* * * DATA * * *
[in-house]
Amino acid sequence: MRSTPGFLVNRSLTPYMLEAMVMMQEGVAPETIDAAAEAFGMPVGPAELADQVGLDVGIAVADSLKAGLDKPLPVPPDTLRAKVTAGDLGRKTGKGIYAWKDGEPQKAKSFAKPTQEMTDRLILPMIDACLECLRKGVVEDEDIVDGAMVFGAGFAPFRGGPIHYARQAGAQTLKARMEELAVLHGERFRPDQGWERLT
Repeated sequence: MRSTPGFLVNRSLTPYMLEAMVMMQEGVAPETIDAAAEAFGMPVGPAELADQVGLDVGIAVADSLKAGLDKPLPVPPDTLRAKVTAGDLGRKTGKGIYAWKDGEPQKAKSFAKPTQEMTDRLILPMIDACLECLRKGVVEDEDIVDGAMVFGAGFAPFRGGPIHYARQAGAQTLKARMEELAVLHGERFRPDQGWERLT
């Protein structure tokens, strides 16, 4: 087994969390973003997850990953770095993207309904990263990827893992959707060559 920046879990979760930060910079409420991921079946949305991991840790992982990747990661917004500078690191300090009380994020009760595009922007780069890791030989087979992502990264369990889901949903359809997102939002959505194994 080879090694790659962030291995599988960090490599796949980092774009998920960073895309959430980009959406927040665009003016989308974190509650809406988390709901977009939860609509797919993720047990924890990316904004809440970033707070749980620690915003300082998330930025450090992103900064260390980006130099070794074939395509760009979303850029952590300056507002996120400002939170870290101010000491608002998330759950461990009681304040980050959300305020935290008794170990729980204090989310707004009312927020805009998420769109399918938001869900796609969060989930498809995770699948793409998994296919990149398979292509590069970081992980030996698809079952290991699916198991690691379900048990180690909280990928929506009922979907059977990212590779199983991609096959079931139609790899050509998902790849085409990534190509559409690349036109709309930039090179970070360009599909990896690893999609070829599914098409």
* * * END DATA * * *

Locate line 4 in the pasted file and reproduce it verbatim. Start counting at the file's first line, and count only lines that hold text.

């Protein structure tokens, strides 16, 4: 087994969390973003997850990953770095993207309904990263990827893992959707060559 920046879990979760930060910079409420991921079946949305991991840790992982990747990661917004500078690191300090009380994020009760595009922007780069890791030989087979992502990264369990889901949903359809997102939002959505194994 080879090694790659962030291995599988960090490599796949980092774009998920960073895309959430980009959406927040665009003016989308974190509650809406988390709901977009939860609509797919993720047990924890990316904004809440970033707070749980620690915003300082998330930025450090992103900064260390980006130099070794074939395509760009979303850029952590300056507002996120400002939170870290101010000491608002998330759950461990009681304040980050959300305020935290008794170990729980204090989310707004009312927020805009998420769109399918938001869900796609969060989930498809995770699948793409998994296919990149398979292509590069970081992980030996698809079952290991699916198991690691379900048990180690909280990928929506009922979907059977990212590779199983991609096959079931139609790899050509998902790849085409990534190509559409690349036109709309930039090179970070360009599909990896690893999609070829599914098409």